McConnell threatens disaster vote as deal remains elusive

Majority Leader Mitch McConnellAddison (Mitch) Mitchell McConnellDC statehood push faces long odds despite record support Overnight Energy: California, 23 other states sue Trump over vehicle emissions rule | Climate strike protests hit cities across globe | Interior watchdog expands scope of FOIA investigation | Dems accuse officials of burying climate reports Hillicon Valley: Lawmakers say Zuckerberg to 'cooperate' on antitrust probes | Dems see victory after McConnell backs election security funds | Twitter takes down fake pro-Saudi accounts MORE (R-Ky.) warned on Thursday that the Senate will vote on a disaster aid package before they leave for a weeklong break, even as negotiators struggle to reach a bipartisan agreement.

“The Senate will not adjourn this week until we have voted on legislation to deliver long-overdue relief funding for communities that have been hit hard by natural disasters," McConnell said from the Senate floor.

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He added that negotiators have to reach an agreement on Thursday if it's going to pass before lawmakers leave for the Memorial Day recess, but "one way or another, the Senate is not leaving without taking action."

McConnell hasn't said what the Senate will vote on without an agreement, but Republicans are expected to bring back up a proposal the chamber rejected in April.

"I think if we don't know something in the next couple of hours, then we'll probably end up having to vote on something that we voted on before, but hopefully they'll get a deal," said Sen. John ThuneJohn Randolph ThuneThe Hill's Morning Report - Pompeo condemns Iran for 'act of war' while Trump moves with caution Hillicon Valley: Zuckerberg to meet with lawmakers | Big tech defends efforts against online extremism | Trump attends secretive Silicon Valley fundraiser | Omar urges Twitter to take action against Trump tweet NRA says Trump administration memo a 'non-starter' MORE (S.D.), the No. 2 Senate Republican.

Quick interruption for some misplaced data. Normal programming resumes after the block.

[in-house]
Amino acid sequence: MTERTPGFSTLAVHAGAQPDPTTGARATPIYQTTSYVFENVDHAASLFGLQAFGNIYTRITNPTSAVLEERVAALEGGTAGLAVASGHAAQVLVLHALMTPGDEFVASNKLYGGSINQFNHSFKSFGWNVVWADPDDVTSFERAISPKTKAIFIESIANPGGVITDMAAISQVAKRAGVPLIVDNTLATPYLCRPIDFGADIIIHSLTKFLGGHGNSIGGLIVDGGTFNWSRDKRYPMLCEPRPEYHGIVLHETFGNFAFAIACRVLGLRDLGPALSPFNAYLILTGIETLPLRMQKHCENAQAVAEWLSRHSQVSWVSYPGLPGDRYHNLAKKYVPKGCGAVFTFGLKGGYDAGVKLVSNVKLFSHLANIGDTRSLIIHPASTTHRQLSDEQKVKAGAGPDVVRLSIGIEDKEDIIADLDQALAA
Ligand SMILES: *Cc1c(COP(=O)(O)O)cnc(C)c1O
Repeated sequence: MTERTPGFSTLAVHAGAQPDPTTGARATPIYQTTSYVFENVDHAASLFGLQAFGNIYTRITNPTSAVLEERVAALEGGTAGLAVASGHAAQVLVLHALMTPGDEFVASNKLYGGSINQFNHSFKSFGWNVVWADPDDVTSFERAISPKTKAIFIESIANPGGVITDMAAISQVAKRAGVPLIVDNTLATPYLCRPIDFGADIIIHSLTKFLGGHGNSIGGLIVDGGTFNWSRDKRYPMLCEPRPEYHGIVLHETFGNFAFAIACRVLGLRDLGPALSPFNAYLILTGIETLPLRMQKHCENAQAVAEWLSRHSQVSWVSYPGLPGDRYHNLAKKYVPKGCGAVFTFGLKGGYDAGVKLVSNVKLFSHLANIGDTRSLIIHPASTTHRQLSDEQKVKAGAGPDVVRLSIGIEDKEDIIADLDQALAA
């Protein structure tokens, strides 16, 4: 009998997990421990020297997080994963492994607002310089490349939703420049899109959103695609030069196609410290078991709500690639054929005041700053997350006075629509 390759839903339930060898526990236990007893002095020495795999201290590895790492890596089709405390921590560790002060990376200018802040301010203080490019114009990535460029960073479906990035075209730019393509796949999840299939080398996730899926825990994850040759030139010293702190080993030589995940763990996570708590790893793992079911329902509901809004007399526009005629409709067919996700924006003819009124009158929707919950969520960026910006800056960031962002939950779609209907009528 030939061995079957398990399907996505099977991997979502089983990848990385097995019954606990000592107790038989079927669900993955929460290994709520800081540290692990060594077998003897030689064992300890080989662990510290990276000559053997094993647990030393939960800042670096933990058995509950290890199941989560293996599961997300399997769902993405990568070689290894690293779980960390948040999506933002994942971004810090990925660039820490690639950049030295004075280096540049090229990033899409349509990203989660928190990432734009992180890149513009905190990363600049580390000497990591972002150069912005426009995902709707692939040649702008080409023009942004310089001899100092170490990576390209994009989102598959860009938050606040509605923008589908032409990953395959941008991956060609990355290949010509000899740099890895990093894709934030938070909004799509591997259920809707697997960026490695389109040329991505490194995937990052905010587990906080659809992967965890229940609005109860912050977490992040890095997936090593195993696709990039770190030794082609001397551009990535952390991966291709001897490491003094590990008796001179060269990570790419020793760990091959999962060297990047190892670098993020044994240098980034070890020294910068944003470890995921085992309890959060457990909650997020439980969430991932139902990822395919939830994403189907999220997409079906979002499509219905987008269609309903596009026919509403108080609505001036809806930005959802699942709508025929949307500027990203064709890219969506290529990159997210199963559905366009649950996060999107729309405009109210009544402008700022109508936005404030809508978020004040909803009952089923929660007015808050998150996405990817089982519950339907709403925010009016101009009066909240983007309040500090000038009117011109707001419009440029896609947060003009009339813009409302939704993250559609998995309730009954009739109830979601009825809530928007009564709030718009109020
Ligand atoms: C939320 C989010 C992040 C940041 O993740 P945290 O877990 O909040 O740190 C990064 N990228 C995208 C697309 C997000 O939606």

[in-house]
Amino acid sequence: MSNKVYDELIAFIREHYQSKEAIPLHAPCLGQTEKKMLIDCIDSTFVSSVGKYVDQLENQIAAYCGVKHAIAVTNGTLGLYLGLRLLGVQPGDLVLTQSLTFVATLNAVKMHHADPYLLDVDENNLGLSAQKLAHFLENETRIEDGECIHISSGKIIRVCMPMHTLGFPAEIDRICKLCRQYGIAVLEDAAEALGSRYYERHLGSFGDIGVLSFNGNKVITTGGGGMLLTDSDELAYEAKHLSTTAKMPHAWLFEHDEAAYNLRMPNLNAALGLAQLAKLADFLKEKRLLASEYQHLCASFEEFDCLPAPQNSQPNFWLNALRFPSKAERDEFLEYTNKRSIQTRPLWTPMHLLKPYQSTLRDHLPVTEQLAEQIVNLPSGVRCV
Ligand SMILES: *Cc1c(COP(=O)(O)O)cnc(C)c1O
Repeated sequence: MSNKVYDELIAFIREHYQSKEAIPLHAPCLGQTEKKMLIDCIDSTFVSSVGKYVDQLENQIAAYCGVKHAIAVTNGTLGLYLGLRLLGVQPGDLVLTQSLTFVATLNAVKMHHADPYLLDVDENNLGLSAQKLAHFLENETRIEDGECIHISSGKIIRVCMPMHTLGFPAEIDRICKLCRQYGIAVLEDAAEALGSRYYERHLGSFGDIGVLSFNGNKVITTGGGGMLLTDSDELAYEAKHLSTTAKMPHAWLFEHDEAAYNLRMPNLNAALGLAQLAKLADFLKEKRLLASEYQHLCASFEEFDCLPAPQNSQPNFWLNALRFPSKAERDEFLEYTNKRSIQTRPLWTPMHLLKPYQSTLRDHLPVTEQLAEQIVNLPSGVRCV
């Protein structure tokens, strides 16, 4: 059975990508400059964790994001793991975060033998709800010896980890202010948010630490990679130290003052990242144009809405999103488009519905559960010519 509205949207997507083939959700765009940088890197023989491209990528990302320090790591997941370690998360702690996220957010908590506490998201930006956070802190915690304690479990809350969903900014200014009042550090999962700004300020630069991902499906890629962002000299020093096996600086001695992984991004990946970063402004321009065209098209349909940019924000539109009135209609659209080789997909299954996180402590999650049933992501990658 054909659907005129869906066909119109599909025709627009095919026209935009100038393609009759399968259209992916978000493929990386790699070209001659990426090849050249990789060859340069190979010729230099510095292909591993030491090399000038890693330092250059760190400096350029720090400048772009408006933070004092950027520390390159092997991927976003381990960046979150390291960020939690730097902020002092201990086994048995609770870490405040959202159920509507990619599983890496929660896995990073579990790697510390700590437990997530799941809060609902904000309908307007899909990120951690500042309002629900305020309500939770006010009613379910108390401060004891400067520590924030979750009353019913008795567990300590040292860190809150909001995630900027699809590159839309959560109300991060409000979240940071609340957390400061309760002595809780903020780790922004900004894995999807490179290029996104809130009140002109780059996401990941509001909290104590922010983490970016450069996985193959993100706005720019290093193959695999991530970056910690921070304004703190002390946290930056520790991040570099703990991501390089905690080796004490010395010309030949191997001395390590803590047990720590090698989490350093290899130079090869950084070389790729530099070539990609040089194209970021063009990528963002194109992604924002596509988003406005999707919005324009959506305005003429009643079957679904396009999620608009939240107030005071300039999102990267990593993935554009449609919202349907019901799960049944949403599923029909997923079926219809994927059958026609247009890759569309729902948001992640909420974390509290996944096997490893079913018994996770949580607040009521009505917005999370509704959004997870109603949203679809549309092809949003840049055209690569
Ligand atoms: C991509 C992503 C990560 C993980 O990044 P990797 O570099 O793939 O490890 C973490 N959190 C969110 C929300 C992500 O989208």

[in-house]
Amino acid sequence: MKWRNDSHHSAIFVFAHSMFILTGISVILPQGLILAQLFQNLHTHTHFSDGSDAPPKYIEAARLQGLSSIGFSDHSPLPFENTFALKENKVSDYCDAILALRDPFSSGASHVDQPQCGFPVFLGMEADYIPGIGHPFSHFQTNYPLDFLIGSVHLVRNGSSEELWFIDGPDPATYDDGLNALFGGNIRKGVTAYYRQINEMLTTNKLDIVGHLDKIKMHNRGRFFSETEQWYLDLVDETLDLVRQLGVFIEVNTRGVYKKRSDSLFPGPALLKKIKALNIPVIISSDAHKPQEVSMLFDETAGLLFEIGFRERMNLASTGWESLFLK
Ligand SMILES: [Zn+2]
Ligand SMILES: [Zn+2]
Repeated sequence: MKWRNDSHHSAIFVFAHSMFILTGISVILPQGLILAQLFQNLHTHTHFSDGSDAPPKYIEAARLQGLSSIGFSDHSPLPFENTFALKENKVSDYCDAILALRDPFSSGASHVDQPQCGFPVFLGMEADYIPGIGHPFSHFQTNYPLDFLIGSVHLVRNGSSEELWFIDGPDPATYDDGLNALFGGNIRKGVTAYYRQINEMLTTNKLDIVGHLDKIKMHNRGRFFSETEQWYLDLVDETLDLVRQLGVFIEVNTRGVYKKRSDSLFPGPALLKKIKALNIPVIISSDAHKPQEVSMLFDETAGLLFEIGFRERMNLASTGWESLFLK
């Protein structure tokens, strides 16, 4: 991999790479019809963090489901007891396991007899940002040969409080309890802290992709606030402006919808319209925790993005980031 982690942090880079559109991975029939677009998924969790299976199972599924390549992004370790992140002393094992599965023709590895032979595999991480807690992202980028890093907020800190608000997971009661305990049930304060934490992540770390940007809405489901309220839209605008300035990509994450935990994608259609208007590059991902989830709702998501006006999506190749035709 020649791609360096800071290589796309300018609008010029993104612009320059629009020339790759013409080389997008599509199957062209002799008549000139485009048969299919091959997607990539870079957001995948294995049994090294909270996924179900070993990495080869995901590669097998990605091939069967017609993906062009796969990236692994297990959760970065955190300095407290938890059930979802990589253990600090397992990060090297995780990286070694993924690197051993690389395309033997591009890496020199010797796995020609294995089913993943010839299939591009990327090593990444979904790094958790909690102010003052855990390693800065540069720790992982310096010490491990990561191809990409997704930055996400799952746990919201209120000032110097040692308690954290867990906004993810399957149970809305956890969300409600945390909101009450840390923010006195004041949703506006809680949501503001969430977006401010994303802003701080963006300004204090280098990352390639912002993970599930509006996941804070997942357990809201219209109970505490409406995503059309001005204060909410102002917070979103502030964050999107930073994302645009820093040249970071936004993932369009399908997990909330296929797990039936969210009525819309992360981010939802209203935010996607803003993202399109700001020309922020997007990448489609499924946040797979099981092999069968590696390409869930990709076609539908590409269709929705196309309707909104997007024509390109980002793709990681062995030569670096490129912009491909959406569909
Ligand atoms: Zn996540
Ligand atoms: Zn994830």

Thune added that Senate Republicans were set to hold a caucus meeting later Thursday, where they would likely get a sense of whether or not there was going to be a deal.

Talks are stalled over how much of the administration's $4.5 billion request for emergency border money to include in a package. The thorny issue includes political landmines like Immigration and Customs Enforcement (ICE) and detention bed funding.

Top members of the Senate and House Appropriations committees had been expected to meet on Wednesday evening to try to iron out the remaining roadblocks, but that meeting was canceled amid a standoff over the immigration and border issues.

Aides said on Thursday morning that negotiations were ongoing, but immigration-related provisions were still a sticking point even as lawmakers only have hours to craft an agreement.

Asked if the top appropriators were planning to get in a room to try to hash out a deal, similar to how the government shutdown ended earlier this year, a Democratic aide said there were no plans and that it's "so technical I don’t think it would be useful."

"Obviously, time is running short," the aide added when asked about the chances of reaching a deal on Thursday.

The White House's $4.5 billion border request included $3.3 billion for humanitarian assistance. About $1.1 billion would go toward operations such as expanding the number of detention beds and providing more investigation resources.

Democrats have agreed to include humanitarian aid as part of an agreement on the disaster package, but a previous offer didn't include the administration's request for more money for ICE detention beds, considered a non-starter for most of the caucus.

Democrats made another offer to Republicans late Wednesday night as staff-level talks continue to try to find a way of breaking the stalemate. But Republicans have also warned that attempts by Democrats to use the bill to pass new immigration-related restrictions would be counterproductive to getting a deal.

"I think they're trying to get the language in a place where both sides can be satisfied," Thune said. "But you know the prescriptive language that the Democrats in the House are trying to add to this, I think they're trying to work through how to … massage the language in a way that both sides can walk away and feel like they got what they wanted."

Senate Minority Leader Charles SchumerCharles (Chuck) Ellis SchumerSchumer, Pelosi push Trump to back universal background check bill Sinema says she would back Kennedy in race against Markey Democrats threaten to withhold defense votes over wall MORE (D-N.Y.) argued on Thursday that if negotiators can't reach a deal within a matter of hours, they should drop the border-related language from the bill and only pass a "clean" disaster aid bill.

"If we can't come to an agreement this morning on other extraneous issues that the House is discussing, we should set those issues to the side," Schumer said. "We should pass the disaster agreement as is."

Immigration's emergence as a sticking point comes after lawmakers managed to work out several other issues. They say they've reached a deal on aid to Puerto Rico, despite Trump's previous criticism of the island territory, and Republicans have jettisoned harbor maintenance funding and a short-term extension of the Violence Against Women Act.

— This report was updated at 11 a.m.